Late Season Evaluation of 2009 Detroit Lions Draft Class

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Late Season Evaluation of 2009 Detroit Lions Draft Class
Jonathan Daniel/Getty Images

Drafting players, successful ones at least, has not been a a strength for the Detroit Lions' organization in recent years.

The Lions have just one player on their roster—Ernie Sims—left from the draft classes between 2002-2006. This was a crucial stretch in which the Lions were picking high and picking often. Yet, just Sims remains on the roster, and his time in Detroit could be coming to an end after this season.

Detroit's recent 48-3 pounding in Baltimore showed how little talent this team truly has. Teams only lose 48-3 for two reasons, they either quit or are facing a far superior opponent.

Lions head coach Jim Schwartz said Monday that he didn't feel like his team quit in the game, and that after watching the film he was confident his players gave effort on every play. A good sign in a sense. However, what that means is that the Lions lost because the 7-6 Baltimore Ravens are a superior team.

That shouldn't be.

In the salary cap and revenue-sharing era of the NFL, every team has the same resources. Franchises make or break their teams on Draft Day.

One positive thing Detroit can take away from this season, unlike in previous years, is that many of the Lions' rookies have shown clear signs of long-term success. I believe the Lions have five future starters and franchise cornerstones from their most recent draft class.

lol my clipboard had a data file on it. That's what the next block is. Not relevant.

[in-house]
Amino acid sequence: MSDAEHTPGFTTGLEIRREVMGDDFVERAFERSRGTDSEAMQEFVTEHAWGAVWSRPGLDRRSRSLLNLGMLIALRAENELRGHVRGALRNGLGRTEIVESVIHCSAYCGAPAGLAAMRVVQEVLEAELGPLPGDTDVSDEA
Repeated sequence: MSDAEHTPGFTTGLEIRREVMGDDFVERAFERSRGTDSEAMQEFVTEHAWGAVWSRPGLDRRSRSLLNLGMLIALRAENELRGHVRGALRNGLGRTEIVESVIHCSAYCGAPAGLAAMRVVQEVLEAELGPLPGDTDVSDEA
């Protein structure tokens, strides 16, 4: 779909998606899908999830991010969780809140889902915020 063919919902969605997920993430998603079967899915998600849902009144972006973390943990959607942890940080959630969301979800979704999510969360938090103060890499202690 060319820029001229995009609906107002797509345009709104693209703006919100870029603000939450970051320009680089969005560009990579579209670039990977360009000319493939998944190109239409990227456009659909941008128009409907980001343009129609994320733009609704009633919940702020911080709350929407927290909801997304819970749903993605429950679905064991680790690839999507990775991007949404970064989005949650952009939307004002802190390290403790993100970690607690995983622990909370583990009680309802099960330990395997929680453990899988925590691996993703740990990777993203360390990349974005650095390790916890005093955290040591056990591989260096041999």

Matthew Stafford is the real deal. He's got a big arm and more confidence and moxie than any quarterback taken in the 2009 Draft. He also seems to fit well in Detroit, having already endeared himself to the city with his gutsy performance against the Cleveland Browns a few weeks ago.

Stafford's stats are less than perfect, having completed 53 percent of his passes for 13 touchdowns and 20 interceptions in 10 games. He also has two rushing touchdowns. But he is a rookie. He will learn, and with a little help from his offensive line and another receiver to use, Stafford has the tools to be one of the better quarterbacks in the NFL for a long time.

Brandon Pettigrew will also be a staple in the Lions' offense for years to come. The rookie tight end was just starting to hit his stride before suffering a season-ending injury on Thanksgiving. Pettigrew looks like Antonio Gates, and I have a feeling he will be catching a lot of touchdowns for Detroit.

On defense, the Lions snagged three current and future starters in the draft. Sammie Hill has the makings of a good run-stuffing lineman. With another big man to work with in the trenches and Dwayne White rushing from the outside, he could become a force up front.

Both Luis Delmas and DeAndre Levy (pictured) are also outstanding talents. Levy is better than Sims and will soon take his place, unless Larry Foote leaves town and Levy is forced to take over the middle linebacker position. Either way, he has big-time potential.

Delmas has been the only player in the secondary who has shown an ability to make plays. He's starting to gain a reputation around the league as a big-time hitter.

Other rookies Zack Follett, Aaron Brown, and even Derrick Williams have shown signs of being able to contribute—even if it is only on special teams.

Point being, new general manager Martin Mayhew has gotten off to a nice start with this draft class. Assuming he can avoid any Matt Millen-esque mistakes in the future, Detroit could be one or two more drafts away from having a solid football team.

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